Recently I wrote a post on pushing the boundaries, and being a fearless writer who embraces their inner crazy. Well, consider this part two, or me beating a dead horse, whichever you prefer. 🙂
I’ve learned a lot through the writing community the past couple months. I’ve received advice and wisdom which has been extremely helpful, but sometimes this can be overwhelming. There’s countless tidbits, do’s and don’ts, and rules. I mean, there’s hundreds and thousands of books filled with this stuff! Before I dove into this process, I’d more or less just figured everything out on my own. I didn’t have any resources or guidance, so I had to learn through trial and error. Which was great, but time-consuming (think 19 years of writing time-consuming). But coming from that, I think it has given me a unique point of view on writer advice.
First of all, it depends who you are and where you’re at in the process. You might be like a friend of mine, who is writing her very first book, and seeks out every single bit of information and advice there is to be found on the craft of writing with the appetite of a teenage boy. Or you might be like me, and you’ve been writing your entire life and things sort of come naturally. You might be somewhere in the middle.
Rules are more like guidelines, than laws. They are like a trail, leading you through the forest so you don’t get lost and starve to death, but you’re not surrounded by a stone wall. You can veer off the path a little bit, and maybe find some pretty awesome things along the way.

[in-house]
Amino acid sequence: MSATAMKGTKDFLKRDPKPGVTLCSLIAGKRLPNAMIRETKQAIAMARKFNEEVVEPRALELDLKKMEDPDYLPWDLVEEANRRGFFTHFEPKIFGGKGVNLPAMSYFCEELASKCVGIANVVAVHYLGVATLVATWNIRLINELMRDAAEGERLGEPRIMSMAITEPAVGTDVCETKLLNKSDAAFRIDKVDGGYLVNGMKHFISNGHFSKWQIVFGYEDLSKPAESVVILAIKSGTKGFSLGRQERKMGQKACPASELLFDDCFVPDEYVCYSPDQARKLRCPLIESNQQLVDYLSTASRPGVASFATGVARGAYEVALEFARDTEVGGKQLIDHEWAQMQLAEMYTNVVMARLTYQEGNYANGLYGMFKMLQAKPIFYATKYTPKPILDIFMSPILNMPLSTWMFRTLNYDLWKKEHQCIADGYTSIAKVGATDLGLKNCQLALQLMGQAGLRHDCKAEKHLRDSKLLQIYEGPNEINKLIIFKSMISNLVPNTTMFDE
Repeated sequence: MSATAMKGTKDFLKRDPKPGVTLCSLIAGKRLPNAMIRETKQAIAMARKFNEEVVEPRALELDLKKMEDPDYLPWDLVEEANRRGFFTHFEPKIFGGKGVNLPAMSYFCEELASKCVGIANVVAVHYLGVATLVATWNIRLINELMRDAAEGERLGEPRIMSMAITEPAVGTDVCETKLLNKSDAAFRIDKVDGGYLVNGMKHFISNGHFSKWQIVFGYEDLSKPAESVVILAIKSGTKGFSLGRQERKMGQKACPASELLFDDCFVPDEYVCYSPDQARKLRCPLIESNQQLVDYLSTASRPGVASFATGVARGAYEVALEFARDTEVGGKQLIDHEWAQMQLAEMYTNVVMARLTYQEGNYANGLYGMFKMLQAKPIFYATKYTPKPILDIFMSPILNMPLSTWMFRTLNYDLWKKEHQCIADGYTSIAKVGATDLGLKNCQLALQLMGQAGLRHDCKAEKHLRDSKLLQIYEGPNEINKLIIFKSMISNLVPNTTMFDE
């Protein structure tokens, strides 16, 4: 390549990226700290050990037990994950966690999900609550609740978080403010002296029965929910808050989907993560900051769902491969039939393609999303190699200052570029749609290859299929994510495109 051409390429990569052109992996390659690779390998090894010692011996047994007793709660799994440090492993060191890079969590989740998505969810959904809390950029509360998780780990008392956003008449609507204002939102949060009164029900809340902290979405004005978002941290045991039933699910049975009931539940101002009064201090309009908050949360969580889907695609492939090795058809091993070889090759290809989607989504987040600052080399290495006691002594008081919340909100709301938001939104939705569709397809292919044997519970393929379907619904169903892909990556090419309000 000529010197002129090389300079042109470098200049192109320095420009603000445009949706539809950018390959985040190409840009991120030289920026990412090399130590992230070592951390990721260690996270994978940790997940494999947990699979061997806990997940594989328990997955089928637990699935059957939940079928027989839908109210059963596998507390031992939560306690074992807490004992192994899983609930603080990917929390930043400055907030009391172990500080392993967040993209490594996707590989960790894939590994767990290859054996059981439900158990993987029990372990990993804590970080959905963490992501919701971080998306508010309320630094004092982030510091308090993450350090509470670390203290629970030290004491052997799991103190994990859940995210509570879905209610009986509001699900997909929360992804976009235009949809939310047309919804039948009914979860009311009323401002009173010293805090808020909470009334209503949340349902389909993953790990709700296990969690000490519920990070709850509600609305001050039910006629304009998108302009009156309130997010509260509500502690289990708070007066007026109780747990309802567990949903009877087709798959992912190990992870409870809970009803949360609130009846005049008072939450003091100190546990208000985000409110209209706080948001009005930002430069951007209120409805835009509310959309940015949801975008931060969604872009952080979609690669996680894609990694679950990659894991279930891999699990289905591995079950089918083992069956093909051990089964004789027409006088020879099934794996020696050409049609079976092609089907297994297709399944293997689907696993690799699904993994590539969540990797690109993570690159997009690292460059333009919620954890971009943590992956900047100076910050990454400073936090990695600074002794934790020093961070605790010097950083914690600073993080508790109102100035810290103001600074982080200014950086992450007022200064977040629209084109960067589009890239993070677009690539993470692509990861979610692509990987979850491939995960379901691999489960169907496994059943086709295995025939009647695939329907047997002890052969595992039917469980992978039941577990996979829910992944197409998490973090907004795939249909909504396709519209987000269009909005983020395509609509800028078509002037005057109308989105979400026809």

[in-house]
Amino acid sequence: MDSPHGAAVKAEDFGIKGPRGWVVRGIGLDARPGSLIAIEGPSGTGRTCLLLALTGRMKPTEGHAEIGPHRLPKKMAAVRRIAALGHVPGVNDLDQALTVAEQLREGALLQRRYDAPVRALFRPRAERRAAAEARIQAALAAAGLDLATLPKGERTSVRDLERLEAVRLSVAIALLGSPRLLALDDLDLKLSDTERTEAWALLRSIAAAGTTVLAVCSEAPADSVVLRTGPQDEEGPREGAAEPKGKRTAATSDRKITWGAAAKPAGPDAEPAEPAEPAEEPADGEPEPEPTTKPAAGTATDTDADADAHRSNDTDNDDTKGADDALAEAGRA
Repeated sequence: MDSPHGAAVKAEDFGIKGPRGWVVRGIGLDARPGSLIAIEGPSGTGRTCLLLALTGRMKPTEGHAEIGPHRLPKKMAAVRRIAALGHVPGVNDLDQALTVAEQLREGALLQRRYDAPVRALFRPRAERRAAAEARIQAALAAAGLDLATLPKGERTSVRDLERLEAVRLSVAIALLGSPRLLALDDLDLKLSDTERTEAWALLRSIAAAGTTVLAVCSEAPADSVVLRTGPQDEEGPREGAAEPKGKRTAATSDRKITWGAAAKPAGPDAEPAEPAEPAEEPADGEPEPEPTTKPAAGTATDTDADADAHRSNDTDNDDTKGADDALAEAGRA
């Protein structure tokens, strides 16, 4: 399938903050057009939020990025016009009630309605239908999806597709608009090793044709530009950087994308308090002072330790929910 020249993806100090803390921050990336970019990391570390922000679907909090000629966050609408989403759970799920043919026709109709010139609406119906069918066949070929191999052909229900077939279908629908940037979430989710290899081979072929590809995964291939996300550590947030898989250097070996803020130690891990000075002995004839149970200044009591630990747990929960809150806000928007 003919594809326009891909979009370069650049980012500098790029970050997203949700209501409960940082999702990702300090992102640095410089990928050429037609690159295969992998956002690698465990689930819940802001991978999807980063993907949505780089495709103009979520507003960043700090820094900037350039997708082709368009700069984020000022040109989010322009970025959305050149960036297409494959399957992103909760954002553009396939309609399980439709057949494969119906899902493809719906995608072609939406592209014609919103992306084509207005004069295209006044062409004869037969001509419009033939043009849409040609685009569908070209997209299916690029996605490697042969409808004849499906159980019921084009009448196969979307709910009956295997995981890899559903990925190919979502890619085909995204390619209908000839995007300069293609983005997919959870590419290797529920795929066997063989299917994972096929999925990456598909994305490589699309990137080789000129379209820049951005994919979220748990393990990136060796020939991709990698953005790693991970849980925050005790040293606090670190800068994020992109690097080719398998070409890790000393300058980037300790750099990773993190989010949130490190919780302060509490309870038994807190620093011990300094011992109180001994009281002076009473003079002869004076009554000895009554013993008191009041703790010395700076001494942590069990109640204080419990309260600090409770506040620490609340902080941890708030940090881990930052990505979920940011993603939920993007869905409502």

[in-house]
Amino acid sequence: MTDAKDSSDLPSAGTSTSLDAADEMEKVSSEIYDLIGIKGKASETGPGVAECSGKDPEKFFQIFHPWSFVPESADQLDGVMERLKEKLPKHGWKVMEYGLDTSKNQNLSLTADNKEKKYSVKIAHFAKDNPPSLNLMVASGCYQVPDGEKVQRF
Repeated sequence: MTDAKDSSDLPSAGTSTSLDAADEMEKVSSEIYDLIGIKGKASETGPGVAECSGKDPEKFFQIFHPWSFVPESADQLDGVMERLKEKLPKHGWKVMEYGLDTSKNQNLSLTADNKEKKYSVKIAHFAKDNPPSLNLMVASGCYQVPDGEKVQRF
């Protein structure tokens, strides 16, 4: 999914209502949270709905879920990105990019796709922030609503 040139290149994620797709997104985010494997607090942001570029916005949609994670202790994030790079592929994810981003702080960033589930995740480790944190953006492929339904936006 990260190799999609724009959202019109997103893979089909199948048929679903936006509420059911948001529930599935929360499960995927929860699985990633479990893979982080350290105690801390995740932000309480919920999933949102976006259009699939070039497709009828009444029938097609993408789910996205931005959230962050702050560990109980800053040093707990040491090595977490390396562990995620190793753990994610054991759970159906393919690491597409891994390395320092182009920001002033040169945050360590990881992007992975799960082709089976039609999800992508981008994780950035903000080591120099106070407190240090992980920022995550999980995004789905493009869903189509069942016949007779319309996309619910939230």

For example, two of the major rules I learned when I started this was A: prologues are a sin. And B: Opening a book with a character waking up is also a sin. But, how does Hunger Games start? With Katniss waking up the day of the reaping. And the book I am currently reading, The Park Service by Ryan Winfield, begins with both of these. But it was done so well that by the end of the (short) prologue I was hooked to the point of no return.
I was guilty of A in my current manuscript, and held onto that prologue for dear life, refusing to believe that rules applied to me. But my prologue was amazing so it didn’t matter, right? Well, yes, there were some pretty awesome moments, and some great worldbuilding (if I do say so myself) but ultimately, I realized it wasn’t necessary. I took the choice bits and dispersed them later on, and eventually wrote an entirely new beginning altogether (which you can read under my Weekend Writing Warrior posts). In hindsight, I realized the prologue was only extra words between my reader and my hook, which is something you never want.
So, what’s the moral of the story? Rules are there for a reason, but don’t be afraid to break them. But if you do break the rules, make sure it’s for a reason.
Make sure it serves a purpose, and makes your story better for it (not just because you worked really hard on that prologue and it’s beautiful, dang it) As I said in my last post, jump off the ledge first, and worry about reeling yourself in later. Don’t get caught up in the ten thousand do’s and don’ts and end up trying to navigate a minefield. It’s good to listen to others who are more knowledgeable and experienced than you (read: experienced, not just “experts”) but don’t treat it like gold.
Because really, there is no one way. Whether you’re brand new or a NYT bestseller, writing isn’t an exact science. There’s no secret formula, no How to Write for Dummies guide to becoming the next JK Rowling or Suzanne Collins.
Don’t be afraid to take risks, and take every bit of advice with a grain of salt (even mine). Because at the end of the day, none of us really know what we’re doing, we’re just all trying to figure it out, one word at a time.
Writing, like all art, is messy. Sometimes, the mistakes are the most beautiful part. 🙂